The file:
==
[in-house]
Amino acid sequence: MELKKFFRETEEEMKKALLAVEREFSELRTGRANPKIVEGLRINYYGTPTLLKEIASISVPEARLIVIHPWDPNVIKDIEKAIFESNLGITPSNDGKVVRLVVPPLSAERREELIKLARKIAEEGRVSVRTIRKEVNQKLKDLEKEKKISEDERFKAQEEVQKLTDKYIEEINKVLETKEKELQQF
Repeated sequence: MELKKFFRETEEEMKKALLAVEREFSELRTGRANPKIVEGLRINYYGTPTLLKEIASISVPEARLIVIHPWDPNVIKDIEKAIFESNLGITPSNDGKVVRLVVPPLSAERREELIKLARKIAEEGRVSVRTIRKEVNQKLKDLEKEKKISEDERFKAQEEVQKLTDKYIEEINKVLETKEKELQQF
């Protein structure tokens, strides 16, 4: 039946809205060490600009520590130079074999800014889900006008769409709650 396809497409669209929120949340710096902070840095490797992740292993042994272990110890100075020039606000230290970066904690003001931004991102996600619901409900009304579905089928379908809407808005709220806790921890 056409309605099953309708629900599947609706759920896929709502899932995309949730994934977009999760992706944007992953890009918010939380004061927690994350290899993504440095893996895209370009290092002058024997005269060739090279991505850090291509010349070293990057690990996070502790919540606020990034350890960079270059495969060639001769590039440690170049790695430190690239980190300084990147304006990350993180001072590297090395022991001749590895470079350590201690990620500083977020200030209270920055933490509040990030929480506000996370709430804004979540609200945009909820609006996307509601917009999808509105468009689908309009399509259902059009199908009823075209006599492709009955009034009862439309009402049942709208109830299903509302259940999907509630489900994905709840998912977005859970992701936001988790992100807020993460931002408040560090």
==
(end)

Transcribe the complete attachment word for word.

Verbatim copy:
[in-house]
Amino acid sequence: MELKKFFRETEEEMKKALLAVEREFSELRTGRANPKIVEGLRINYYGTPTLLKEIASISVPEARLIVIHPWDPNVIKDIEKAIFESNLGITPSNDGKVVRLVVPPLSAERREELIKLARKIAEEGRVSVRTIRKEVNQKLKDLEKEKKISEDERFKAQEEVQKLTDKYIEEINKVLETKEKELQQF
Repeated sequence: MELKKFFRETEEEMKKALLAVEREFSELRTGRANPKIVEGLRINYYGTPTLLKEIASISVPEARLIVIHPWDPNVIKDIEKAIFESNLGITPSNDGKVVRLVVPPLSAERREELIKLARKIAEEGRVSVRTIRKEVNQKLKDLEKEKKISEDERFKAQEEVQKLTDKYIEEINKVLETKEKELQQF
């Protein structure tokens, strides 16, 4: 039946809205060490600009520590130079074999800014889900006008769409709650 396809497409669209929120949340710096902070840095490797992740292993042994272990110890100075020039606000230290970066904690003001931004991102996600619901409900009304579905089928379908809407808005709220806790921890 056409309605099953309708629900599947609706759920896929709502899932995309949730994934977009999760992706944007992953890009918010939380004061927690994350290899993504440095893996895209370009290092002058024997005269060739090279991505850090291509010349070293990057690990996070502790919540606020990034350890960079270059495969060639001769590039440690170049790695430190690239980190300084990147304006990350993180001072590297090395022991001749590895470079350590201690990620500083977020200030209270920055933490509040990030929480506000996370709430804004979540609200945009909820609006996307509601917009999808509105468009689908309009399509259902059009199908009823075209006599492709009955009034009862439309009402049942709208109830299903509302259940999907509630489900994905709840998912977005859970992701936001988790992100807020993460931002408040560090």